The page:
At the risk of over-simplifying, here's the gist of the back-and-forth:
- Certain appointments by the President require the "advice and consent" of the Senate.
- Per Article II, Sec. 2, Cl. 3 of the U.S. Constitution: "The President shall have Power to fill up all Vacancies that may happen during the Recess of the Senate, by granting Commissions which shall expire at the End of their next Session."
- The Senate went home for the holidays.
- Pro-Recess: A-ha! The Senate is in "recess" and Obama can make recess appointments!
- Anti-Recess: Nope. The Senate is holding "pro forma" sessions!
- Pro-Recess: Those don't count, President Obama can declare that the Senate is in recess.
- Anti-Recess: Who do you think determines if the Senate is in recess... the President... or, I don't know... the Senate!? Talk about a no-brainer!
- Pro-Recess: Yeah, but these "pro forma" sessions are just a bogus ploy to block recess appointments, the Senate isn't actually doing anything, so the President can call it what it is... a recess!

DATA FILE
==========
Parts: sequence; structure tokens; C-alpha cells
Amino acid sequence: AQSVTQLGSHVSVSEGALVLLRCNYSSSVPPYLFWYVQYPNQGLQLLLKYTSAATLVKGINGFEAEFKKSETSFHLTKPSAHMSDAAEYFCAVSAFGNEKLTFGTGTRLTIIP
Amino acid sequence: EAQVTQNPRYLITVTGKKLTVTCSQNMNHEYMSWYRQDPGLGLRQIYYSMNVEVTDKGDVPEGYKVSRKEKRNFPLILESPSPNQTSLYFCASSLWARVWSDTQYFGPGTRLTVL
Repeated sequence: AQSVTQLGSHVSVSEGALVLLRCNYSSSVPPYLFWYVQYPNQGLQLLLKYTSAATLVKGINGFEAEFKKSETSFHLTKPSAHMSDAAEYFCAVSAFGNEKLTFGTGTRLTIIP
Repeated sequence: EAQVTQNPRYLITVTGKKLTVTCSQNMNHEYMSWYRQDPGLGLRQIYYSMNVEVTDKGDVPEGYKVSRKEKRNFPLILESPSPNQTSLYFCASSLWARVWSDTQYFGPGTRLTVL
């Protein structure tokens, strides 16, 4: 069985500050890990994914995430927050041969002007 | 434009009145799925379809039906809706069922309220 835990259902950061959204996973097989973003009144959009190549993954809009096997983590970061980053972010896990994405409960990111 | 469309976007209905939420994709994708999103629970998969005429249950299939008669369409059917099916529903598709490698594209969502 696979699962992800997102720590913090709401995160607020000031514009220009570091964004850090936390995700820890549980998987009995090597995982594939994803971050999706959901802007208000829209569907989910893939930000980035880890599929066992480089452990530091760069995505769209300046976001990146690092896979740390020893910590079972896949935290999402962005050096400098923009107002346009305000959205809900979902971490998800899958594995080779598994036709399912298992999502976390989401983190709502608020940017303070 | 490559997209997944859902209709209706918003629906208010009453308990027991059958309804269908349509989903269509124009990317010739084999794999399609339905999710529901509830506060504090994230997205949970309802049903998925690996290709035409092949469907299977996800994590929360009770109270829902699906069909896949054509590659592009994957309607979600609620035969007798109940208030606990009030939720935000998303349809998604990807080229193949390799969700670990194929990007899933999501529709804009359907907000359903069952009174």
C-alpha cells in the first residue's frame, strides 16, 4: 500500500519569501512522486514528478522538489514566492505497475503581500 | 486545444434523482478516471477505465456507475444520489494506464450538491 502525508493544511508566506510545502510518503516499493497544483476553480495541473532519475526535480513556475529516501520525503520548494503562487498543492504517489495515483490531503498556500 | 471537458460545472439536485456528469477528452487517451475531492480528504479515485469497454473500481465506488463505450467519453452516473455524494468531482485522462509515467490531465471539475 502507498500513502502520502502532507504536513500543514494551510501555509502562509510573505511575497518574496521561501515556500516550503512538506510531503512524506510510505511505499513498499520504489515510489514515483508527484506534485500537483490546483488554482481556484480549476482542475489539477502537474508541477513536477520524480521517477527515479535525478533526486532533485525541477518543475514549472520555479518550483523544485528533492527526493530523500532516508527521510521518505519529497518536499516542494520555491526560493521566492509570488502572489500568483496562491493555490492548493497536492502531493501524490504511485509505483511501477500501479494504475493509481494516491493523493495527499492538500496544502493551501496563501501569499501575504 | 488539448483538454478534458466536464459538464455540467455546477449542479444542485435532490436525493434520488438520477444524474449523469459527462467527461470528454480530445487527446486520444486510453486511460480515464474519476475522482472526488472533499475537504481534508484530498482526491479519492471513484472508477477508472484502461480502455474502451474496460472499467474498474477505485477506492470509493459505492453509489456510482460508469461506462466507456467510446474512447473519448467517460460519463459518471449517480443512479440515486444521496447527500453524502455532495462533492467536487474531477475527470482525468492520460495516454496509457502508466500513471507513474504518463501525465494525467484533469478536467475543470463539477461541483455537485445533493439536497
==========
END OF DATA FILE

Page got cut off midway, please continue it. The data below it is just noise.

- Anti-Recess: Not doing anything!? How quickly you forget! The Senate just passed the payroll tax extension during one of these pro forma sessions!
Well, I won't make you suffer through any more of my dumbed down version. If you're interested in this subject, the Department of Justice dropped a 23-page pro-recess opinion on January 6th. And, SCOTUSblog has the details on the first legal challenge to Obama's NLRB appointees. Maybe, if we're really lucky, we'll get some actual court opinions on this fascinating subject!
Posted by Philip Miles, an attorney with McQuaide Blasko in State College, Pennsylvania in the firm's civil litigation and labor and employment law practice groups.